As a personal injury lawyer, I have seen how trends in personal injury claims handling and litigation have changed over the years.  In this electronic age, information and documents posted on social networks like Twitter, Facebook, and Myspace can potentially have a negative impact on personal injury claims.

Insurance Companies and defense attorneys are using these sites as a source to obtain damaging information about victims of personal injury accidents in their fight against compensating those victims for the personal injuries caused by their insureds.

If a person is involved in an automobile accident, he is likely to post some information concerning the accident, the injuries caused by the accident and how the injuries affected his life on a social networking site.  Insurance companies may find on these posts information that is favorable to them regarding how the accident happened, and/or they may find  information favorable to them concerning the development of injuries after an accident.  The more times that a story is told, the more likely that there will be inconsistencies.  Information posted on social networking sites may contradict subsequent accident and injury  reporting to insurance companies and to health care providers.  If contradictory information is obtained by an insurance company, this will certainly undermine the credibility of a personal injury claimant, and devalue his claim.

Credibility is an important factor to juries when they are asked to make decisions concerning an accident causing non-visible neck and back injuries. The general public has been well indoctrinated by insurance companies to get them to believe that all whiplash injuries are fraudulent.  A personal injury claimant’s credibility before a jury can be negatively impacted by photos and video of the claimant participating in physical or athletic activities after an accident. Any content that could portray a claimant in negative light should be taken off social media sites. The claimant should also have online friends refrain from posting this type of pictorial documentation from their own sites.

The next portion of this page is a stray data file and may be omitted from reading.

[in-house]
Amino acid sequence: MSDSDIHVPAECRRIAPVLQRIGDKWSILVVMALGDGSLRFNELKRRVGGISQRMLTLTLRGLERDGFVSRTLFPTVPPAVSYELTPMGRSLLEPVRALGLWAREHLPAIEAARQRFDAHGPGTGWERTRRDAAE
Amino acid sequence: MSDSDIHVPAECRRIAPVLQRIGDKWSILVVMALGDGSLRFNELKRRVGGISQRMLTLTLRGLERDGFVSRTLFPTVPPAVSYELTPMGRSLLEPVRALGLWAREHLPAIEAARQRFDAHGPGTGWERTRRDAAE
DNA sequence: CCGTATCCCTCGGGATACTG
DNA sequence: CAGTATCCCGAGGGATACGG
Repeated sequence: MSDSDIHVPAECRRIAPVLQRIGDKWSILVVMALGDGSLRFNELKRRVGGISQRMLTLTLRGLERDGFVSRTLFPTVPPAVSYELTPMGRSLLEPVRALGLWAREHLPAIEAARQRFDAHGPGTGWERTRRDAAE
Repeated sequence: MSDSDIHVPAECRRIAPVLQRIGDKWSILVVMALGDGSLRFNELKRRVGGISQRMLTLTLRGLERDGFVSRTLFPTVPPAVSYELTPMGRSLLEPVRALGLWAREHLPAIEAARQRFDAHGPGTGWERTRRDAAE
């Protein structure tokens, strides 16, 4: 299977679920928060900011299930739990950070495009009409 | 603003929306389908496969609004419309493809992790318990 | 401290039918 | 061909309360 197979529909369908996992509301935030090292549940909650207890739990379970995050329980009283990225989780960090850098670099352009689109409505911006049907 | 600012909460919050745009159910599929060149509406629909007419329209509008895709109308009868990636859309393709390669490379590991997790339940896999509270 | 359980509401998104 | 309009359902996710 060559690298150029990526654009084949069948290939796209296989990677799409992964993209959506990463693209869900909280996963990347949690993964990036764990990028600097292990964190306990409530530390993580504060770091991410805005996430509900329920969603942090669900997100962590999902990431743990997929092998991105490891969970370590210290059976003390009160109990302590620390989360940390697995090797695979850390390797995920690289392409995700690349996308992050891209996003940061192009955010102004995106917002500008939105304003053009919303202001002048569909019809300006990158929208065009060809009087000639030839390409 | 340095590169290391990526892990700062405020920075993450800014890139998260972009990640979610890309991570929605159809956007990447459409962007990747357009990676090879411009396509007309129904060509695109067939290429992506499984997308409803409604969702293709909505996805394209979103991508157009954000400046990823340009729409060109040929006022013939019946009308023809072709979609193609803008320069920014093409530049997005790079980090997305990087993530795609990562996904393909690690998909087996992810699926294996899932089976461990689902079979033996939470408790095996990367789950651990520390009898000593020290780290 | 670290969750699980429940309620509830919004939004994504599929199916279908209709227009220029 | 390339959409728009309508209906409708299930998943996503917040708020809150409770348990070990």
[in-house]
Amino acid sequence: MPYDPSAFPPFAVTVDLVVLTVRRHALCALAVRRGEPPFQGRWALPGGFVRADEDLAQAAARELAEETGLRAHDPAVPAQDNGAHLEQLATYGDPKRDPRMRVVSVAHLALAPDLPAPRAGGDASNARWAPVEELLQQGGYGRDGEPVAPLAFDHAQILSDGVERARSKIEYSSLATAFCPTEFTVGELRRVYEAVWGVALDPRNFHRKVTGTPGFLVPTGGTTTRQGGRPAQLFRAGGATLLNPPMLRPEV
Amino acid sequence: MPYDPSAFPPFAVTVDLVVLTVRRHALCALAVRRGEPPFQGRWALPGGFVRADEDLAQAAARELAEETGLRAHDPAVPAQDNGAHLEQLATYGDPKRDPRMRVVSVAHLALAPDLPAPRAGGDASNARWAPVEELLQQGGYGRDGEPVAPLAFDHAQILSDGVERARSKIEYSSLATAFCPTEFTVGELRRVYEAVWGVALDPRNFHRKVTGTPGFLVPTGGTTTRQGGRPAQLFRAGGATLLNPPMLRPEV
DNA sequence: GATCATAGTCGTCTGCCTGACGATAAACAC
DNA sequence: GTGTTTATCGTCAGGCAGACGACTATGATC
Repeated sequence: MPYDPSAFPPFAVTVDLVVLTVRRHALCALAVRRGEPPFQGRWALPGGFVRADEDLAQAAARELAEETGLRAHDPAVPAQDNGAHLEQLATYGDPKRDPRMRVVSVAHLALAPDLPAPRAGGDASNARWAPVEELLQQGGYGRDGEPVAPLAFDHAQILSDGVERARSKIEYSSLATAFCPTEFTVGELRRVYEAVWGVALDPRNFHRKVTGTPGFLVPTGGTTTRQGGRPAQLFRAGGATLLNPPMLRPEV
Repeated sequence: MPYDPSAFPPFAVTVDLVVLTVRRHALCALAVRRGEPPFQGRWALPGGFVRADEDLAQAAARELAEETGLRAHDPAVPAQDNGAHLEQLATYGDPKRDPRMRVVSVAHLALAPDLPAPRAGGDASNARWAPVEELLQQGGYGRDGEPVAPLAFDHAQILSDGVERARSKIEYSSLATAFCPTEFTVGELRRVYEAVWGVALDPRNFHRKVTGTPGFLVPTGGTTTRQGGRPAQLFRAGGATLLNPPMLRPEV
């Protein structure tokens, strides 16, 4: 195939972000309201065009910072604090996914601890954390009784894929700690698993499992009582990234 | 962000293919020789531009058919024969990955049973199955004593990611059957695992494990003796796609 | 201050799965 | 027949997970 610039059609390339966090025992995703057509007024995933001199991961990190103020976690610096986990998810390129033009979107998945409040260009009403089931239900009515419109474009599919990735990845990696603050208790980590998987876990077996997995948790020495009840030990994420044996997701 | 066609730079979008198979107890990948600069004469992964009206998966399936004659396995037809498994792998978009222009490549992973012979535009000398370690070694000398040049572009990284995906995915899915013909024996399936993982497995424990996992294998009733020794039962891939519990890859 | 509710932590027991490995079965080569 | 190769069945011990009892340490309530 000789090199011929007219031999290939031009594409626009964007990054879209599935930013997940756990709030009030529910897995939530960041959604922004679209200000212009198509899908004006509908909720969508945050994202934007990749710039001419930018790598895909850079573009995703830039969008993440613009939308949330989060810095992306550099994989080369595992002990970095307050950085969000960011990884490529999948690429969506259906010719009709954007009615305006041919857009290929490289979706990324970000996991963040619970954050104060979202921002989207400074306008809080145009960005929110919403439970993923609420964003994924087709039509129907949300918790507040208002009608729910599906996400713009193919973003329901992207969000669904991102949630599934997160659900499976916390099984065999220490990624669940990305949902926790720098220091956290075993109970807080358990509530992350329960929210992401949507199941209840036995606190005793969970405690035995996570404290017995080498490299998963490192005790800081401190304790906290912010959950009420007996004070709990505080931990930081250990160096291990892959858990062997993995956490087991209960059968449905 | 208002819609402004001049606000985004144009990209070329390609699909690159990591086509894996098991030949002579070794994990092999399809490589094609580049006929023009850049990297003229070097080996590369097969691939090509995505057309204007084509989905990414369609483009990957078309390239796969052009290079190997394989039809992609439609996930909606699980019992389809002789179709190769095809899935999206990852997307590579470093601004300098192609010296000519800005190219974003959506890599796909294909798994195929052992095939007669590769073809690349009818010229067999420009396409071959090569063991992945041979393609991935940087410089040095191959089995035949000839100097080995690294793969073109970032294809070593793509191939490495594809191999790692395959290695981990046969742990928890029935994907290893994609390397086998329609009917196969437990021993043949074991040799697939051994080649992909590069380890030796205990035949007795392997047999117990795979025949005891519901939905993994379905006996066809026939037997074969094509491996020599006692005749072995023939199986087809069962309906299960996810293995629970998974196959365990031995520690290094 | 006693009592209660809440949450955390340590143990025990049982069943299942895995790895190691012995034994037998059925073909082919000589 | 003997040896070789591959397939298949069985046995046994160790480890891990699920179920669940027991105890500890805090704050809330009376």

Posted information regarding illegal or immoral matters can be utilized by insurance companies and/or defense attorneys to put a personal injury claimant in a bad light and damage his character. A claimant must be very careful concerning what he posts. Google yourself to determine what content exists  that may compromise your claim. Think before your post, even on invitation-only sites. Don’t let anyone you don’t know become a friend after you make an accident claim.

Pictures or video of claimants riding motorcycles, motor boats, skateboards, bicycles or all terrain vehicles can undermine the value of their lawsuit or insurance claims Inflatables.

The same guidelines should apply to the content of your e-mail accounts.

If you belong to 5 networks and have 100 friends on each network, potentially hundreds of thousands of people can view your posts; and, your posts may not be protected by privacy laws.

So,  personal injury claimants and litigants need to give sone thought to cleaning  up their social media pages after involvement in an injury producing accident.